How the humble LPG cylinder is changing lives of rural women
Recently I was in the Baramulla district in north Kashmir as part of the NITI Aayog’s Aspirational Districts Programme for evaluating the implementation of developmental schemes. During my interaction with the beneficiaries of the Direct Benefit Transfer (DBT) programme, I was realised the reach of the Pradhan Mantri Ujjwala Yojana scheme in the remote villages of Uri block of the district. During several interactions, people of the block told us about how the programme has benefitted their lives.
After hearing their views, I visited households of the Ujjwala scheme beneficiaries. I randomly chose a household, and to visit that house, we had to climb a hillock for around 15 minutes. It was a small single-bedroom house. A middle-aged woman took me to her kitchen for tea, which was made using LPG. While making tea, she told us that she doesn’t have to spend her time and energy to gather firewood to make her food. In fact, she has now started extra money from knitting during her spare time.
Within poorer households, women often face a ‘triple burden’ - market work, housework and family care. As families grow bigger, this burden increases as women are expected to participate both in low-paying jobs and also function as the main caregiver of the household. Estimates suggest that Indian rural women spend 374 hours a year collecting firewood. Over four million people die prematurely because of illnesses arising from open and polluting cooking fire sources. Women are the most significant sufferers of unclean fuel sources and are susceptible to heart diseases, lung cancer, are at the risk of contracting tuberculosis and cataract. Studies show that by shifting to LPG, women and girls may save up to 1.5 hours a day, allowing them time for education, self-employment and participation in the community activities. Studies from Africa also suggest that shifting to cleaner alternatives increase women’s labour force participation by upto 9%.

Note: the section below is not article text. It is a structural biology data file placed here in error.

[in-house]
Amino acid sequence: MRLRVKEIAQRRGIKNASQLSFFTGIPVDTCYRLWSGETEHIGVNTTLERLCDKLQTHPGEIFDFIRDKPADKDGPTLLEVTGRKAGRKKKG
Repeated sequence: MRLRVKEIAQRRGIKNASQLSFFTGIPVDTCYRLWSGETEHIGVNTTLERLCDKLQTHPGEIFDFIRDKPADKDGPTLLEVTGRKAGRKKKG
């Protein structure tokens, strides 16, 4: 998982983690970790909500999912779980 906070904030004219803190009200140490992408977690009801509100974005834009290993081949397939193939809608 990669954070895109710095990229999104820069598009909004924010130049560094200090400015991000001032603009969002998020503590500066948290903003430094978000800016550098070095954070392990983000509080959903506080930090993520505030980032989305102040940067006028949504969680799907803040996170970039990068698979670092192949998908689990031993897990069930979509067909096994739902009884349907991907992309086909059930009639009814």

Even as efforts have been strong to implement the scheme, certain roadblocks still exist. While those who availed the scheme expressed great satisfaction, poorer families face challenges when it came to refilling the cylinders. Taking cognisance of these hindrances, the government subsidised refilling of cylinder by directly transferring the subsidy amount into the account of the woman head of household. This scheme coupled with the ‘GiveItUp’ campaign, has been encouraging the general population to give up their LPG subsidy in favour of those in need. As a result, LPG coverage has increased from 56% in 2015 to 95% in 2019. Even then supply chain management and beneficiary identification continue to be a cause of concern. Addressing these concerns KM Mahesh, director, ministry of petroleum said: “Efforts are underway to make beneficiaries adopt LPG on a sustainable basis. Greater push is being given to promote 5 kg refills and to promote adoption through ‘change management’ by conducting LPG Panchayats and safety clinics for beneficiaries”.
While efforts to increase usage beyond first time installation are underway, the international community has been lauding government efforts. Through this scheme, India has been making progress on Sustainable Development Goals. It is promoting gender equality, giving women opportunities for self-development by creating additional employment opportunities(Goal 5); promoting good health (Goal 3); providing access to affordable, reliable, sustainable and modern energy (Goal 7); and, combating air pollution (Goal 13 and Goal 15).
In a nutshell, the Ujjwala scheme is heralding “The Blue Flame Revolution”. It is impacting the lives of poor rural women by empowering and allowing them leisure time which they rightfully deserve.
Vijayashree Yellappa is a consultant with NITI Aayog.
The views expressed are personal